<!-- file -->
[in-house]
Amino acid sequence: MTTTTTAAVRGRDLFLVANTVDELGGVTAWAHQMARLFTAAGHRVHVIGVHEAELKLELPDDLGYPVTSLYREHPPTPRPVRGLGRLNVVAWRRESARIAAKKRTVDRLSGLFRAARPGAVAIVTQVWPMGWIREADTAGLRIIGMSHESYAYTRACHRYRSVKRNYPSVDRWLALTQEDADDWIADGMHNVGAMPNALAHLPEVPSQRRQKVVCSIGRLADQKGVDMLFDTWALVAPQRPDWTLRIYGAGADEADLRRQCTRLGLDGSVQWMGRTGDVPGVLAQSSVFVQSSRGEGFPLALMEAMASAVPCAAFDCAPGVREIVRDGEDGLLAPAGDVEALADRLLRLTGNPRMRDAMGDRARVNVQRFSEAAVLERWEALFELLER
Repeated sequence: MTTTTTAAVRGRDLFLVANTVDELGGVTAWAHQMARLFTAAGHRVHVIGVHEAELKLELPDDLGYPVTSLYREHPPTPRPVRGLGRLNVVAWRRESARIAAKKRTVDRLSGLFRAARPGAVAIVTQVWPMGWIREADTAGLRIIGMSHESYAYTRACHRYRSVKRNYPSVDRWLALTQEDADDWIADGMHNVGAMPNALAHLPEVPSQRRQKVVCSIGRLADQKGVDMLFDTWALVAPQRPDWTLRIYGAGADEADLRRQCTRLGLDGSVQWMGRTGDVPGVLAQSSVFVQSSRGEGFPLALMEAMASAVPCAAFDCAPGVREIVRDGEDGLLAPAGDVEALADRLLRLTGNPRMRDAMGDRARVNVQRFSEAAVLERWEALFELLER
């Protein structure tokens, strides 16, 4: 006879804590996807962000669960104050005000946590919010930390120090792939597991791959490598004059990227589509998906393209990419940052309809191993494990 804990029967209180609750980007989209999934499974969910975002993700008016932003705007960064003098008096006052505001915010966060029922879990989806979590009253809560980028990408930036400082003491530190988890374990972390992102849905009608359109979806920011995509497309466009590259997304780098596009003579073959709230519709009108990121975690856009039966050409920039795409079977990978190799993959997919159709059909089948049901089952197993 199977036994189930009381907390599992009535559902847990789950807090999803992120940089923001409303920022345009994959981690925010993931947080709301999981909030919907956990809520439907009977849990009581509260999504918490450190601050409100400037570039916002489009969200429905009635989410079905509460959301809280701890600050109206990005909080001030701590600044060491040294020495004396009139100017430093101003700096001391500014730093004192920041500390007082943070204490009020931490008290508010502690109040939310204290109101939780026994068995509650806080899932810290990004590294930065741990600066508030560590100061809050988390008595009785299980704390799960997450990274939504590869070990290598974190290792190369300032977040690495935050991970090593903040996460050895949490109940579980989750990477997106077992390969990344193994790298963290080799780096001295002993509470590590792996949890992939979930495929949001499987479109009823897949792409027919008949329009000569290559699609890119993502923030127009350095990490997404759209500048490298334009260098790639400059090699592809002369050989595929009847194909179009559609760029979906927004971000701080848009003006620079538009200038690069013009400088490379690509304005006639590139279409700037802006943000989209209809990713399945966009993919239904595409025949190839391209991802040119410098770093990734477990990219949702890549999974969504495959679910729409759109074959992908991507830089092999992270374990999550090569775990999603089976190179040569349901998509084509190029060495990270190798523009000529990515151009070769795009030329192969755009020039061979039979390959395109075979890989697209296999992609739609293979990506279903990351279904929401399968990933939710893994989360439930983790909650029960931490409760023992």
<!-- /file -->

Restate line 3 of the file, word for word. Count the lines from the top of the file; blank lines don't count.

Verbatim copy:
Repeated sequence: MTTTTTAAVRGRDLFLVANTVDELGGVTAWAHQMARLFTAAGHRVHVIGVHEAELKLELPDDLGYPVTSLYREHPPTPRPVRGLGRLNVVAWRRESARIAAKKRTVDRLSGLFRAARPGAVAIVTQVWPMGWIREADTAGLRIIGMSHESYAYTRACHRYRSVKRNYPSVDRWLALTQEDADDWIADGMHNVGAMPNALAHLPEVPSQRRQKVVCSIGRLADQKGVDMLFDTWALVAPQRPDWTLRIYGAGADEADLRRQCTRLGLDGSVQWMGRTGDVPGVLAQSSVFVQSSRGEGFPLALMEAMASAVPCAAFDCAPGVREIVRDGEDGLLAPAGDVEALADRLLRLTGNPRMRDAMGDRARVNVQRFSEAAVLERWEALFELLER